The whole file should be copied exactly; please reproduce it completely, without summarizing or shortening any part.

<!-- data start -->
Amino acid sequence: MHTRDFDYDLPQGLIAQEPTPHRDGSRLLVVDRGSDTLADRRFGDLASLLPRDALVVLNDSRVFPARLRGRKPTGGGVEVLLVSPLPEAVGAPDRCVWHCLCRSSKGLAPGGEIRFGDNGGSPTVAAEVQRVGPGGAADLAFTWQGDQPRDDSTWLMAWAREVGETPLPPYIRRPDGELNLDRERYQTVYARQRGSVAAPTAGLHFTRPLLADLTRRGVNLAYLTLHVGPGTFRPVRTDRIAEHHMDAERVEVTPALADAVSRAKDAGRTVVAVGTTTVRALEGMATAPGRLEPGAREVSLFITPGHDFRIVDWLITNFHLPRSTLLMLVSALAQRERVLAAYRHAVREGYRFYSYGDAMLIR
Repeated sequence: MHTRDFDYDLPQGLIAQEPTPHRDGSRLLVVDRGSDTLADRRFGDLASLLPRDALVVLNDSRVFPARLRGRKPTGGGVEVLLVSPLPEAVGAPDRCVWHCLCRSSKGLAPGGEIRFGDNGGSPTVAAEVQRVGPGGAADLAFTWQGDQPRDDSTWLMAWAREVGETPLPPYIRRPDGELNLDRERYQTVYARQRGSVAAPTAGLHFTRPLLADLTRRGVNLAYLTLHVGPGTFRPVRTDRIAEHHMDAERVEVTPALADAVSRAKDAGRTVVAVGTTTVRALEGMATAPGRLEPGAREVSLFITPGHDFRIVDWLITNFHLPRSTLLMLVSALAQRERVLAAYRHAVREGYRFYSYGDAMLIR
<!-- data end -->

Amino acid sequence: MHTRDFDYDLPQGLIAQEPTPHRDGSRLLVVDRGSDTLADRRFGDLASLLPRDALVVLNDSRVFPARLRGRKPTGGGVEVLLVSPLPEAVGAPDRCVWHCLCRSSKGLAPGGEIRFGDNGGSPTVAAEVQRVGPGGAADLAFTWQGDQPRDDSTWLMAWAREVGETPLPPYIRRPDGELNLDRERYQTVYARQRGSVAAPTAGLHFTRPLLADLTRRGVNLAYLTLHVGPGTFRPVRTDRIAEHHMDAERVEVTPALADAVSRAKDAGRTVVAVGTTTVRALEGMATAPGRLEPGAREVSLFITPGHDFRIVDWLITNFHLPRSTLLMLVSALAQRERVLAAYRHAVREGYRFYSYGDAMLIR
Repeated sequence: MHTRDFDYDLPQGLIAQEPTPHRDGSRLLVVDRGSDTLADRRFGDLASLLPRDALVVLNDSRVFPARLRGRKPTGGGVEVLLVSPLPEAVGAPDRCVWHCLCRSSKGLAPGGEIRFGDNGGSPTVAAEVQRVGPGGAADLAFTWQGDQPRDDSTWLMAWAREVGETPLPPYIRRPDGELNLDRERYQTVYARQRGSVAAPTAGLHFTRPLLADLTRRGVNLAYLTLHVGPGTFRPVRTDRIAEHHMDAERVEVTPALADAVSRAKDAGRTVVAVGTTTVRALEGMATAPGRLEPGAREVSLFITPGHDFRIVDWLITNFHLPRSTLLMLVSALAQRERVLAAYRHAVREGYRFYSYGDAMLIR